1. ## Physics problems

SOrry if Im in wrong section but I got problems with my physics homework here it it:

A car was moving at a constant velocity of 40 m s-1 .The driver saw an obstacle in front and he immediately stepped o the brake pedal.He managed to stop the car in 8 s.The distance of the obstacle from the car when the driver spotted it was 180 m.How far was the obstacle from the car after it stopped?

Thanks for helping ,I tried my best but I just cant figured it.

2. Inertia. problem solved

3. Originally Posted by Zuhrain
Inertia. problem solved
Elaborate?I cant seem to find a formula under tht topic.

4. Originally Posted by aweosmejules
Elaborate?I cant seem to find a formula under tht topic.
He's just trolling you.

5. Originally Posted by Astro.
He's just trolling you.
LOL Dafuq?

6. Originally Posted by aweosmejules
SOrry if Im in wrong section but I got problems with my physics homework here it it:

A car was moving at a constant velocity of 40 m s-1 .The driver saw an obstacle in front and he immediately stepped o the brake pedal.He managed to stop the car in 8 s.The distance of the obstacle from the car when the driver spotted it was 180 m.How far was the obstacle from the car after it stopped?

Thanks for helping ,I tried my best but I just cant figured it.

Formula for you, then just calculate the rate of the velocity, considering it is a vector. Also put in the multivariables, don't forget that.

7. Originally Posted by aweosmejules
SOrry if Im in wrong section but I got problems with my physics homework here it it:

A car was moving at a constant velocity of 40 m s-1 .The driver saw an obstacle in front and he immediately stepped o the brake pedal.He managed to stop the car in 8 s.The distance of the obstacle from the car when the driver spotted it was 180 m.How far was the obstacle from the car after it stopped?

Thanks for helping ,I tried my best but I just cant figured it.
It's SUVAT.

s = ? What we want to find out.
u = 40 ms^-1
v = 0 ms^-1
a = X We don't know and probably don't need to know.
t = 8 s

To find the distance it takes for the car to stop, use s = t(u+v)/2).

So,
s = 8 * (40/2)
s = 8 * 20
s = 160 m

To find the distance the car stops from the obstacle, simply take the distance it takes to stop the car away from the distance the car was from the obstacle originally.

180 - 160 = 20

So the car stopped 20m away from the obstacle.

8. ## The Following 2 Users Say Thank You to Unknown For This Useful Post:

aweosmejules (02-24-2015),Mokou-Sama (02-24-2015)

9. Originally Posted by Unknown

It's SUVAT.

s = ? What we want to find out.
u = 40 ms^-1
v = 0 ms^-1
a = X We don't know and probably don't need to know.
t = 8 s

To find the distance it takes for the car to stop, use s = t(u+v)/2).

So,
s = 8 * (40/2)
s = 8 * 20
s = 160 m

To find the distance the car stops from the obstacle, simply take the distance it takes to stop the car away from the distance the car was from the obstacle originally.

180 - 160 = 20

So the car stopped 20m away from the obstacle.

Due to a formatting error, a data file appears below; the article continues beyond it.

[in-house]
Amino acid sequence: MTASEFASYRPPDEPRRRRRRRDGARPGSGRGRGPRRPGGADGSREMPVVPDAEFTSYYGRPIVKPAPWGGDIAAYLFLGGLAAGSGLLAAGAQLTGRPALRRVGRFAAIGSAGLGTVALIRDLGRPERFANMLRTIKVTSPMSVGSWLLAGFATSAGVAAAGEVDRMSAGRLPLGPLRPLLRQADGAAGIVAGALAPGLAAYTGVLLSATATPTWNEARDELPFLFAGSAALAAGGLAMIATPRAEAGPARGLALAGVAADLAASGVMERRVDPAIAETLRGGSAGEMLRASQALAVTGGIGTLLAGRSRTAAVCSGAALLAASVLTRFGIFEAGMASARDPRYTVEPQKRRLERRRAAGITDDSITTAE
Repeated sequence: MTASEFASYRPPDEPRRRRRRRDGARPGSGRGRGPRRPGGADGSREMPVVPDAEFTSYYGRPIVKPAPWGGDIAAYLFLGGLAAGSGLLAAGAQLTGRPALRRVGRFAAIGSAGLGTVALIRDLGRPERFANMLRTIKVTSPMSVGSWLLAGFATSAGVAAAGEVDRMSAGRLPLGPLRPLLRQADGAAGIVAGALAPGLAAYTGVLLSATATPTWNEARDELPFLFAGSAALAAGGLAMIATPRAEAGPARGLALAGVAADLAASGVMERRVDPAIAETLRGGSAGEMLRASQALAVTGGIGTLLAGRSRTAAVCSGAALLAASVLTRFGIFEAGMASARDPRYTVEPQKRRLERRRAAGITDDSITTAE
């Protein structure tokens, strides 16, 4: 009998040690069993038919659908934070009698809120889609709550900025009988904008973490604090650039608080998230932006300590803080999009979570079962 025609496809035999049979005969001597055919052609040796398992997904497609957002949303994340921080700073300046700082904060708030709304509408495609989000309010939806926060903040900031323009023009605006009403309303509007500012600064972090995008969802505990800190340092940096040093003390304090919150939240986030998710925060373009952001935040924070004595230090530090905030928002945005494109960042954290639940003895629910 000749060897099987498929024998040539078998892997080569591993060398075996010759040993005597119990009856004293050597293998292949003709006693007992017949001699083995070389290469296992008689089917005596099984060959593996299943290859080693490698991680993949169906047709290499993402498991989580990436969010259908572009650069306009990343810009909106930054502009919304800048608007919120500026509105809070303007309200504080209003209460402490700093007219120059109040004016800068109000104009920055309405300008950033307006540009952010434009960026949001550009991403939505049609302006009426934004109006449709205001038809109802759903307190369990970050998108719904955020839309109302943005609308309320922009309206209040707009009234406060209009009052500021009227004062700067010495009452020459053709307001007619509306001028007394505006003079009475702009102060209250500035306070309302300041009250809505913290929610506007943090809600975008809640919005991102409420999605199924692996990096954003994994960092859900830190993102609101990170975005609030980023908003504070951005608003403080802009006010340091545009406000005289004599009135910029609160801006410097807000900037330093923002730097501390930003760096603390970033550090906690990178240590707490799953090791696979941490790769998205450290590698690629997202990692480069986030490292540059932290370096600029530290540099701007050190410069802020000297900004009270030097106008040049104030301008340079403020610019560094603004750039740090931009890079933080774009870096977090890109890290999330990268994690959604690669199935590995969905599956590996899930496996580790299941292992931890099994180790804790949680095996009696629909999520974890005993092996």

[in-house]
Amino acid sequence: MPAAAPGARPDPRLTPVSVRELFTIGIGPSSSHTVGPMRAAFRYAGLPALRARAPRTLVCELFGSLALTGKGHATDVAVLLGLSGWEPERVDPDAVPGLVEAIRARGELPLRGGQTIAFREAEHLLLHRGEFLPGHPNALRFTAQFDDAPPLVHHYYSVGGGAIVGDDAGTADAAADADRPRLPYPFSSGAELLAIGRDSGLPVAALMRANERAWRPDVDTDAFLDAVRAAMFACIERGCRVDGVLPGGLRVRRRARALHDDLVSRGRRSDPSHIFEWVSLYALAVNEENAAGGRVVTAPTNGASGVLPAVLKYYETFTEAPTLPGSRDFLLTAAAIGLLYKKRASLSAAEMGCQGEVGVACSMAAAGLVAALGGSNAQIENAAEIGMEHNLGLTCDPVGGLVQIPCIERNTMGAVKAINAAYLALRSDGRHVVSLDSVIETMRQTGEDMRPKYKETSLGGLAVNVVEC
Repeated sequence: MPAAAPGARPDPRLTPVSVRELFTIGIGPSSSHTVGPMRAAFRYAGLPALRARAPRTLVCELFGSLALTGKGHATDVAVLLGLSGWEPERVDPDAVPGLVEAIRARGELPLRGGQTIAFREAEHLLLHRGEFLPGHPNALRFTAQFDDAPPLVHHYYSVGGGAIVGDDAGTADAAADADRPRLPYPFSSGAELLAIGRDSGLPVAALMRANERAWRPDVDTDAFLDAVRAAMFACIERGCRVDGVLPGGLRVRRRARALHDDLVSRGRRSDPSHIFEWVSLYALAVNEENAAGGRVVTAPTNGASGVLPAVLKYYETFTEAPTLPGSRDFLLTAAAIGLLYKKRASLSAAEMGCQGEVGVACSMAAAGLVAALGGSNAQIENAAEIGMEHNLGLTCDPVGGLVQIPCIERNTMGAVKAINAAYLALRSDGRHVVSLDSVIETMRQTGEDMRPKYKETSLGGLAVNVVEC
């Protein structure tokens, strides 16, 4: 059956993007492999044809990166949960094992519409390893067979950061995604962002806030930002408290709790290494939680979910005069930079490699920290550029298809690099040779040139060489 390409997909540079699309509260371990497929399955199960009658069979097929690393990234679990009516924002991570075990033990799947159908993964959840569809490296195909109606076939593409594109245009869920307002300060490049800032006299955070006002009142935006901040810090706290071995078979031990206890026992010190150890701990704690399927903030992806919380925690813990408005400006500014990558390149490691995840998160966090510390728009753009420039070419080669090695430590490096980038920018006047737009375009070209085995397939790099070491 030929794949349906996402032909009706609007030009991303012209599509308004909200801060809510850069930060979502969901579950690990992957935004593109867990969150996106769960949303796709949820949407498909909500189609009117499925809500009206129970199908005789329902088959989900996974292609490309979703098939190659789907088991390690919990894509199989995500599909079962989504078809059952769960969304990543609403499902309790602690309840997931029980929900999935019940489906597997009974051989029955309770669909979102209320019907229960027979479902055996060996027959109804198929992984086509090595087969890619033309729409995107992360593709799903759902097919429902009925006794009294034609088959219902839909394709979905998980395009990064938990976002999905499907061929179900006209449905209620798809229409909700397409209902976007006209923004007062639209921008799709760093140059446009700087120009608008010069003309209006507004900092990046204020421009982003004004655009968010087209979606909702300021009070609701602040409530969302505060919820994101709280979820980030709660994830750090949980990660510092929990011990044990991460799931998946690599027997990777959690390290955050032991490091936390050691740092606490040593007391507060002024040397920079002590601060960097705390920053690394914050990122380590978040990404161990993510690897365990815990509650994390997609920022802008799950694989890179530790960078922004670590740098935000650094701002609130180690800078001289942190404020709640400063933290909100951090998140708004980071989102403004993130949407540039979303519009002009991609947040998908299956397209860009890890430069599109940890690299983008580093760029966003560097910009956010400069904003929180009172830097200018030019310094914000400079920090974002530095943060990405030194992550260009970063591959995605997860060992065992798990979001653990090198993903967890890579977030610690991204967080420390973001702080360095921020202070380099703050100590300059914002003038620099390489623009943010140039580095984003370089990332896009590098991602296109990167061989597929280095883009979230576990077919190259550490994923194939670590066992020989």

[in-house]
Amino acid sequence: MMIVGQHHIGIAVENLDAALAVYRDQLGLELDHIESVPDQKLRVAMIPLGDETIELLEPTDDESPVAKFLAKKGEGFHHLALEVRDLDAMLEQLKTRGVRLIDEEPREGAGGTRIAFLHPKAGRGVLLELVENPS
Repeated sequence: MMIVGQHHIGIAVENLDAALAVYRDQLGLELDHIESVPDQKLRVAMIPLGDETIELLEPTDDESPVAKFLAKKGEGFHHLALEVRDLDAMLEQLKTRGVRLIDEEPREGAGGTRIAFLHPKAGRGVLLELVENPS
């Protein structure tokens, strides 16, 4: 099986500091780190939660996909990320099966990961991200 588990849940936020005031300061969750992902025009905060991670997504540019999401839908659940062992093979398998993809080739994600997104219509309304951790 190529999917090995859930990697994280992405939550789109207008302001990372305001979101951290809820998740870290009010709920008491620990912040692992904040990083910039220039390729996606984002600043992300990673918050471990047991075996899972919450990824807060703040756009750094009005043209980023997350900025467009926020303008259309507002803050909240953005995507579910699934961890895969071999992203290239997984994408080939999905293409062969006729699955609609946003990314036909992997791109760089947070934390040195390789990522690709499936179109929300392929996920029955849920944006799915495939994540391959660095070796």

Thanks for the help but what the differences between s=ut+1/2at2 and s = t(u+v)/2 that you given?

- - - Updated - - -

Is it just the same but two different ways to get them?

Edit:I pretty understand that u=40ms^-1 because of constant velocity so the v=0ms^-1 because the car was stopped and the constant velocity too?

10. Originally Posted by aweosmejules
Thanks for the help but what the differences between s=ut+1/2at2 and s = t(u+v)/2 that you given?

- - - Updated - - -

Is it just the same but two different ways to get them?

Edit:I pretty understand that u=40ms^-1 because of constant velocity so the v=0ms^-1 because the car was stopped and the constant velocity too?
No problem.

To be able to use the formula;

s = ut + 1/2 * (at^2) ,

the acceleration of the car would need to be know. Obviously this could be calculated because acceleration is the change in velocity over time. So by using the formula;

a = (v - u) / t ,

we could find this out. So yeah that formula could be used easily but it does involve an additional calculation. Yeah it's just another way to do it.

You're told that the car is moving at a constant velocity of 40 ms^-1 and decelerates to a stop. This means that the car was originally moving at 40 ms^-1. Therefore this is the initial velocity, u. The car stops so you know that the final velocity has to be 0 ms^-1, so v = 0.

11. ## The Following User Says Thank You to Unknown For This Useful Post:

aweosmejules (02-24-2015)

12. Originally Posted by Unknown

No problem.

To be able to use the formula;

s = ut + 1/2 * (at^2) ,

the acceleration of the car would need to be know. Obviously this could be calculated because acceleration is the change in velocity over time. So by using the formula;

a = (v - u) / t ,

we could find this out. So yeah that formula could be used easily but it does involve an additional calculation. Yeah it's just another way to do it.

You're told that the car is moving at a constant velocity of 40 ms^-1 and decelerates to a stop. This means that the car was originally moving at 40 ms^-1. Therefore this is the initial velocity, u. The car stops so you know that the final velocity has to be 0 ms^-1, so v = 0.
Thx for the help +rep! @arunforce pls close this thread.

13. Originally Posted by aweosmejules
Thx for the help +rep! arunforce pls close this thread.
No problem. Glad I could assist ya.

14. ## The Following User Says Thank You to Unknown For This Useful Post:

aweosmejules (02-24-2015)

15. Alevel physics haha, .... I remember this SUVAT!! :0

16. Brilliant, I was gonna solve it but Unknown came first.

17. That's some kindergarten physic shit right there. Answer is obviously 666m away.. Gawsh.